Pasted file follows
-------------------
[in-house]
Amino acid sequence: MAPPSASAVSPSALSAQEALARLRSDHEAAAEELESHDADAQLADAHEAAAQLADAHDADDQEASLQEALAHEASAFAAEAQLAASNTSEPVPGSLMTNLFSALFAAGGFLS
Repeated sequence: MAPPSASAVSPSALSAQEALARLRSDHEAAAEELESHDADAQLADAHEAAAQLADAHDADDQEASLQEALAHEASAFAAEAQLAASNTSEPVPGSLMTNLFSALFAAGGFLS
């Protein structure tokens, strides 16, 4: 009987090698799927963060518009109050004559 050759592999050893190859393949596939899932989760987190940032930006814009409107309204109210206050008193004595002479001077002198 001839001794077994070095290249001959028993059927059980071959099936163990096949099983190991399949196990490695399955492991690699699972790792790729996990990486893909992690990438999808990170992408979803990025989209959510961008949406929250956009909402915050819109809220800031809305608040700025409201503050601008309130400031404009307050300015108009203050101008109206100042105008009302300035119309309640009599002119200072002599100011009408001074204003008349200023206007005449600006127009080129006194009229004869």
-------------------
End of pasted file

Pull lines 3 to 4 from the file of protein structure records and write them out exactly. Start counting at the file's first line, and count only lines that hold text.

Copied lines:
Repeated sequence: MAPPSASAVSPSALSAQEALARLRSDHEAAAEELESHDADAQLADAHEAAAQLADAHDADDQEASLQEALAHEASAFAAEAQLAASNTSEPVPGSLMTNLFSALFAAGGFLS
């Protein structure tokens, strides 16, 4: 009987090698799927963060518009109050004559 050759592999050893190859393949596939899932989760987190940032930006814009409107309204109210206050008193004595002479001077002198 001839001794077994070095290249001959028993059927059980071959099936163990096949099983190991399949196990490695399955492991690699699972790792790729996990990486893909992690990438999808990170992408979803990025989209959510961008949406929250956009909402915050819109809220800031809305608040700025409201503050601008309130400031404009307050300015108009203050101008109206100042105008009302300035119309309640009599002119200072002599100011009408001074204003008349200023206007005449600006127009080129006194009229004869």